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Your cardiovascular system is made up of the heart and the blood vessels that transport blood all throughout your body. The heart, which is a large fist-sized muscle, is the core of your cardiovascular system. Located leftward in your chest, the heart works as a pump for the blood, 

Congestive heart failures (CHF) is an often progressive long-term condition that develops when the heart pumps insufficient blood for the body. Coronary artery disease and high blood pressure are the most common causes of CHF. Many types of CHF are controllable with medications, lifestyle changes, and treatment of other medical conditions. Severe cases of CHF may necessitate implanted devices like a heart transplant or pacemaker.
Your cardiovascular system is made up of the heart and the blood vessels that transport blood all throughout your body. The heart, which is a large fist-sized muscle, is the core of your cardiovascular system. Located leftward in your chest, the heart works as a pump for the blood, which delivers oxygen and nutrients to your body’s cells while carrying away waste products.
A thick wall, called the septum, divides your heart into four sections called chambers. The upper two chambers, called atria, receive incoming blood to the heart, while the bottom chambers, called ventricles, send blood outward from the heart.
Your heart manages dual pumping systems with one on the left side and one on the right side. The left side’s system comprises the left ventricle and left atrium. When you breathe in, your lungs infuse your blood with new oxygen. Your left atrium receives this newly oxygenated blood and moves it to the left ventricle, which sends it out from your heart to circulate all through the rest of your body.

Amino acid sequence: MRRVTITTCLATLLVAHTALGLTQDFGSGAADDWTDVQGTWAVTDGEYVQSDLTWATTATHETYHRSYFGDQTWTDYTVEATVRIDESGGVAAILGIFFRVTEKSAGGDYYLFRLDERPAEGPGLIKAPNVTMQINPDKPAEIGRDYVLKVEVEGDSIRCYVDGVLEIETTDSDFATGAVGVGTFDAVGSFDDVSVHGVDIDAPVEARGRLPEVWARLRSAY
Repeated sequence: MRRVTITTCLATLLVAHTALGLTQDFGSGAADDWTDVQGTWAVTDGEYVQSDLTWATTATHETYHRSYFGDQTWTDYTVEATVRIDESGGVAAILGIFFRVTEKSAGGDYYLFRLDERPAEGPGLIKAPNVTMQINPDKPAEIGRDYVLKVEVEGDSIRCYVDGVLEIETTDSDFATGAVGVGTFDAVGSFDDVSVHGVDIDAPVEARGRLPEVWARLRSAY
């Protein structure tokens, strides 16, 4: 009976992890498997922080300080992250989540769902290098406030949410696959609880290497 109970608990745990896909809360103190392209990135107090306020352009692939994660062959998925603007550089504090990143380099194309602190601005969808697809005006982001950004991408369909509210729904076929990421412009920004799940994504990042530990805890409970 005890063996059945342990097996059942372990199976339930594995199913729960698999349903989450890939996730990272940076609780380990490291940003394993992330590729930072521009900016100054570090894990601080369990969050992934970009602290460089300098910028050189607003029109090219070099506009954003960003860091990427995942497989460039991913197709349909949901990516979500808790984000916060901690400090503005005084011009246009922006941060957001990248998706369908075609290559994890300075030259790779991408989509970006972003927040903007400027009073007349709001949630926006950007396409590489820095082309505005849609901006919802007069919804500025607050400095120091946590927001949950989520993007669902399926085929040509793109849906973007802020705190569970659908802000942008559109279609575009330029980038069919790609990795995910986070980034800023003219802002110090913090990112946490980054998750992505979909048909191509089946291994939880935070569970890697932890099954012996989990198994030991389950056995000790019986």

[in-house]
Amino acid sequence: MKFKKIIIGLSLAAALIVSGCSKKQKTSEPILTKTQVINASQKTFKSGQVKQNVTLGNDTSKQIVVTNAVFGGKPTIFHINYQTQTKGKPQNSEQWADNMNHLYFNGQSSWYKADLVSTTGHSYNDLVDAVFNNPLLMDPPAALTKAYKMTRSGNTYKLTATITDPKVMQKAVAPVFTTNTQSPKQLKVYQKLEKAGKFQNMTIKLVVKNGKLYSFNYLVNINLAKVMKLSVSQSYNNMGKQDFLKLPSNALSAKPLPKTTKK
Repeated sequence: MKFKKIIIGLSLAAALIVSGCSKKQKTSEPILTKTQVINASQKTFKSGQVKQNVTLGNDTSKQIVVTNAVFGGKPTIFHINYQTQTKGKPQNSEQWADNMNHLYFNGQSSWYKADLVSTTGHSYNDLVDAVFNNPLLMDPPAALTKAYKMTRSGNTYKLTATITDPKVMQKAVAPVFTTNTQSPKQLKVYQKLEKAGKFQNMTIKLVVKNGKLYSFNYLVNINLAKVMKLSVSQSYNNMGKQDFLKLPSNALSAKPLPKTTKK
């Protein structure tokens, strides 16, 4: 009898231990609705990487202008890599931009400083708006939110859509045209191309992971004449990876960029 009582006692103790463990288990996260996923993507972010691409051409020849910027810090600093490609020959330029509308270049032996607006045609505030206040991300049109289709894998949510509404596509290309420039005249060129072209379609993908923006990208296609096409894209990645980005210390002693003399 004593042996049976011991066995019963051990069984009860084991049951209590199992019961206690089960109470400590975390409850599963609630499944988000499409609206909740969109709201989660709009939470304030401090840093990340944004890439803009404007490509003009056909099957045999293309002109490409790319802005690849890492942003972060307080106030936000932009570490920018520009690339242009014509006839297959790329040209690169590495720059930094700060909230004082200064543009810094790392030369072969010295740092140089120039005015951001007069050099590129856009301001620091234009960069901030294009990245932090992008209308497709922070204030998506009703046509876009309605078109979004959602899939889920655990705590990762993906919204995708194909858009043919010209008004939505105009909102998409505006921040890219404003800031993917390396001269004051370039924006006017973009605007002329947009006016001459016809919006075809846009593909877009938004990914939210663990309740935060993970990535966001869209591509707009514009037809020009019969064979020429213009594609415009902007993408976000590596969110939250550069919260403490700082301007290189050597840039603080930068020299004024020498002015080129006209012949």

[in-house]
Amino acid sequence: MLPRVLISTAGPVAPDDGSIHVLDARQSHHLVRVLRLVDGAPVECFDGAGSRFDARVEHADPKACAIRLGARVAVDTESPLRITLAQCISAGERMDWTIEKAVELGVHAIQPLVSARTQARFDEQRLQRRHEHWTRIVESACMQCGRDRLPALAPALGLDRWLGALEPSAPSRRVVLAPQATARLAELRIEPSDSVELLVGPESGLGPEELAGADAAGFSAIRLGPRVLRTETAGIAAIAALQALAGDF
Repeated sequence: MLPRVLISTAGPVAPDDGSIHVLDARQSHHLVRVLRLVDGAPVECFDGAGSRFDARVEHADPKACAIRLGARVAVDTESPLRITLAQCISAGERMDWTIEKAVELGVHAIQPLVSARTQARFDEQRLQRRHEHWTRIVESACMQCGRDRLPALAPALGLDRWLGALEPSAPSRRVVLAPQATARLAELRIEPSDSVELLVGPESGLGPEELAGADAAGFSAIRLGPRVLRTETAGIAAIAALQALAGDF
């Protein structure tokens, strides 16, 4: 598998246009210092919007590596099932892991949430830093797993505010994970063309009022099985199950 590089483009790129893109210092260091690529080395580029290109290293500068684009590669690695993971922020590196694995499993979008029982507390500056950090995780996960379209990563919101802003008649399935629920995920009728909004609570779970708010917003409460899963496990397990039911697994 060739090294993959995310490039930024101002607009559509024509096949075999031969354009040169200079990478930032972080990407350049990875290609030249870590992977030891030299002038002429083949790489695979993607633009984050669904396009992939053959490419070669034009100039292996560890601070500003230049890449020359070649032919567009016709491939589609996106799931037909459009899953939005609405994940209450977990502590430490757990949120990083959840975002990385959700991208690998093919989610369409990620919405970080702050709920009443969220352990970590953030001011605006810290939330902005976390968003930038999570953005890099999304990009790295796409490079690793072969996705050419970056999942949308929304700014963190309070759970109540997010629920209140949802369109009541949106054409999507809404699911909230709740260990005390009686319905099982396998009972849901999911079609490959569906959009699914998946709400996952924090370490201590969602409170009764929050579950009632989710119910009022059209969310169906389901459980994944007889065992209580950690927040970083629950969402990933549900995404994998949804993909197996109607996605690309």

The right side’s pumping system is composed of the right ventricle and right atrium. Deoxygenated blood that has finished circulating throughout the body comes back to the right atrium, which then sends it to the right ventricle. The blood is then sent by the right ventricle to the lungs, where it will receive a fresh supply of oxygen when you inhale.
Four valves prevent blood from flowing backward as it travels through the chambers of the heart. The tricuspid and mitral valves control flow from the atria to the ventricles, while the pulmonary and aortic valves regulate blood as it departs the ventricles.
If healthy, a heart will have a steady rhythm and produce a “lub-dub” sound whenever it beats. The closing of the mitral and tricuspid vales create the first sound in your heartbeat. The second sound comes from the aortic and pulmonary valves closing after blood leaves your heart.
Blood vessels that send oxygenated blood outward from the heart are called arteries. Of all the blood vessels in your body, the aorta is the largest. The left ventricle is separated from the aorta by the aortic valve. Coronary arteries branch off from the aorta to keep the heart supplied with nutrients and oxygen-rich blood to keep it healthy. Deoxygenated blood from the right ventricle is carried to the lungs by the pulmonary artery.
Vessels that deliver used blood from your lungs and body back to the heart are called veins. The two largest veins in your body are the superior and inferior vena cavae, which are located below and above your heart.
Your heart is surrounded by large veins and arteries, which branch out and become tinier as they travel throughout your body. Arteries and veins are connected by small capillaries, which deliver nutrients and oxygen while removing waste products like carbon dioxide.
Congestive heart failure develops when the heart fails to pump adequate blood to supply the body. Rather than being pumped forward, your blood may flow back and accumulate in areas of the body like the arms, legs, lungs, and gastrointestinal tract. Vital organs may fail to function due to inadequate blood supply. CHF is usually a long-term, chronic condition that affects both sides or either side of the heart. Sometimes, CHF develops very suddenly.